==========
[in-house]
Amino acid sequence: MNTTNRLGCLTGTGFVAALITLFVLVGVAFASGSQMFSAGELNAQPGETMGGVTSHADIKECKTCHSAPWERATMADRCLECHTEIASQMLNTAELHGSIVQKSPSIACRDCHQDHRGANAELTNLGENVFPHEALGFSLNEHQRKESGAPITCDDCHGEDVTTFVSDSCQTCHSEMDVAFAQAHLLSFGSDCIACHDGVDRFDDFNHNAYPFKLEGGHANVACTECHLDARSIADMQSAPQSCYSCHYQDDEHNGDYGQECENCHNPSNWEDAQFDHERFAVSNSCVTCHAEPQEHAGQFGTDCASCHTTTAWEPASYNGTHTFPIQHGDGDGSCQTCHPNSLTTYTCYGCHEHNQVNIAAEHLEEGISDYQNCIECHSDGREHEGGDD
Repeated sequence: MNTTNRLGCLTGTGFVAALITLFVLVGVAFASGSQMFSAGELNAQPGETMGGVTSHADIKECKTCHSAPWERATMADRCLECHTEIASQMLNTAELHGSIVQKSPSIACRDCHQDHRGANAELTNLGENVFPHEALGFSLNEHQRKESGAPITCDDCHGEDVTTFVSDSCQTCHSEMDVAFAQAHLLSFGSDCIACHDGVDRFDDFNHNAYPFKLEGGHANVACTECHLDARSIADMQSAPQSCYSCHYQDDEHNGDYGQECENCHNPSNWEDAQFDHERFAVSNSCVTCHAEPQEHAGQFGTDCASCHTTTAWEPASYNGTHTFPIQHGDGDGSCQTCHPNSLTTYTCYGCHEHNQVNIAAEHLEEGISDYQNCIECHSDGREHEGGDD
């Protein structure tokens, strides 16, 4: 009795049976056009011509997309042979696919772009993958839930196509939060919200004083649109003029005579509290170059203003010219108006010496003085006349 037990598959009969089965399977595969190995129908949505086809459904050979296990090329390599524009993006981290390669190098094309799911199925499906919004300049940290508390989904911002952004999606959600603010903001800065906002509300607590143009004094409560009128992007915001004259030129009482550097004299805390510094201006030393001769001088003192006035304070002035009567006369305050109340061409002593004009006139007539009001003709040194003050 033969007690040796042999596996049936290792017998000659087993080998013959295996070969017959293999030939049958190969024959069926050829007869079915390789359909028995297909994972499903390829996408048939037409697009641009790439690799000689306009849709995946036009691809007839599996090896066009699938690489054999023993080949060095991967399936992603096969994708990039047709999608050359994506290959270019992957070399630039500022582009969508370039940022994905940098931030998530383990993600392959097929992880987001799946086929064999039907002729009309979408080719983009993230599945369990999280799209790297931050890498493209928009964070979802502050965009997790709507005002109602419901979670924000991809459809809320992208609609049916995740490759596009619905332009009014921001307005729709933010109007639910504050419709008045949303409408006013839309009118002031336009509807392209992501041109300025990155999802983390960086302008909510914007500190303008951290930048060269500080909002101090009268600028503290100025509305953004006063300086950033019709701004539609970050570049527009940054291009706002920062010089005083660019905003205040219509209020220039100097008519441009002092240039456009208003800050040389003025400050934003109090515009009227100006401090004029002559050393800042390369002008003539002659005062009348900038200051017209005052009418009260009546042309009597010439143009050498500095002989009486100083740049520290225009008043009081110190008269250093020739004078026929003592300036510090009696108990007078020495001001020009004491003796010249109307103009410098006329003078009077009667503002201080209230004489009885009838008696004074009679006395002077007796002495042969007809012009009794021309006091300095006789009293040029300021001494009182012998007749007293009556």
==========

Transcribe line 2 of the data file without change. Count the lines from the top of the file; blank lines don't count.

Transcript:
Amino acid sequence: MNTTNRLGCLTGTGFVAALITLFVLVGVAFASGSQMFSAGELNAQPGETMGGVTSHADIKECKTCHSAPWERATMADRCLECHTEIASQMLNTAELHGSIVQKSPSIACRDCHQDHRGANAELTNLGENVFPHEALGFSLNEHQRKESGAPITCDDCHGEDVTTFVSDSCQTCHSEMDVAFAQAHLLSFGSDCIACHDGVDRFDDFNHNAYPFKLEGGHANVACTECHLDARSIADMQSAPQSCYSCHYQDDEHNGDYGQECENCHNPSNWEDAQFDHERFAVSNSCVTCHAEPQEHAGQFGTDCASCHTTTAWEPASYNGTHTFPIQHGDGDGSCQTCHPNSLTTYTCYGCHEHNQVNIAAEHLEEGISDYQNCIECHSDGREHEGGDD